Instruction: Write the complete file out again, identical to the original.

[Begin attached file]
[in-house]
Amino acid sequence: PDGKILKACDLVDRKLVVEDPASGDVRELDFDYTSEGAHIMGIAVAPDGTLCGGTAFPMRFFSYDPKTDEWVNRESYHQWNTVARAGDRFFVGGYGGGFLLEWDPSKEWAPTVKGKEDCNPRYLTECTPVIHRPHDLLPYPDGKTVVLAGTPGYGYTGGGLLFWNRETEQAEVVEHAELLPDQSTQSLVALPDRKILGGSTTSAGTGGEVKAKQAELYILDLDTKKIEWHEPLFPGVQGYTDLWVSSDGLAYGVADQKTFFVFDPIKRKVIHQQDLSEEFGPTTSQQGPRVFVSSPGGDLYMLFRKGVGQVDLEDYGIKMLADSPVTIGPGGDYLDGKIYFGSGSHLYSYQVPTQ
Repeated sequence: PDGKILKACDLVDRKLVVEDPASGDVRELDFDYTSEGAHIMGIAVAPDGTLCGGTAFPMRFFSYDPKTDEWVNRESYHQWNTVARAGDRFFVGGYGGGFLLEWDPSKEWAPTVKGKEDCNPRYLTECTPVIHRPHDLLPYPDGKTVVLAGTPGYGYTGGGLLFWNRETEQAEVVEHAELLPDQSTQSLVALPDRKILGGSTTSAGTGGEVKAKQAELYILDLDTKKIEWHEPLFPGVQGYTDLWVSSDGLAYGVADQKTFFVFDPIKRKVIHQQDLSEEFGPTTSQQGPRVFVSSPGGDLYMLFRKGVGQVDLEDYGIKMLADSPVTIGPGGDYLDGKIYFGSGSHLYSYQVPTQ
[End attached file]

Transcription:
[in-house]
Amino acid sequence: PDGKILKACDLVDRKLVVEDPASGDVRELDFDYTSEGAHIMGIAVAPDGTLCGGTAFPMRFFSYDPKTDEWVNRESYHQWNTVARAGDRFFVGGYGGGFLLEWDPSKEWAPTVKGKEDCNPRYLTECTPVIHRPHDLLPYPDGKTVVLAGTPGYGYTGGGLLFWNRETEQAEVVEHAELLPDQSTQSLVALPDRKILGGSTTSAGTGGEVKAKQAELYILDLDTKKIEWHEPLFPGVQGYTDLWVSSDGLAYGVADQKTFFVFDPIKRKVIHQQDLSEEFGPTTSQQGPRVFVSSPGGDLYMLFRKGVGQVDLEDYGIKMLADSPVTIGPGGDYLDGKIYFGSGSHLYSYQVPTQ
Repeated sequence: PDGKILKACDLVDRKLVVEDPASGDVRELDFDYTSEGAHIMGIAVAPDGTLCGGTAFPMRFFSYDPKTDEWVNRESYHQWNTVARAGDRFFVGGYGGGFLLEWDPSKEWAPTVKGKEDCNPRYLTECTPVIHRPHDLLPYPDGKTVVLAGTPGYGYTGGGLLFWNRETEQAEVVEHAELLPDQSTQSLVALPDRKILGGSTTSAGTGGEVKAKQAELYILDLDTKKIEWHEPLFPGVQGYTDLWVSSDGLAYGVADQKTFFVFDPIKRKVIHQQDLSEEFGPTTSQQGPRVFVSSPGGDLYMLFRKGVGQVDLEDYGIKMLADSPVTIGPGGDYLDGKIYFGSGSHLYSYQVPTQ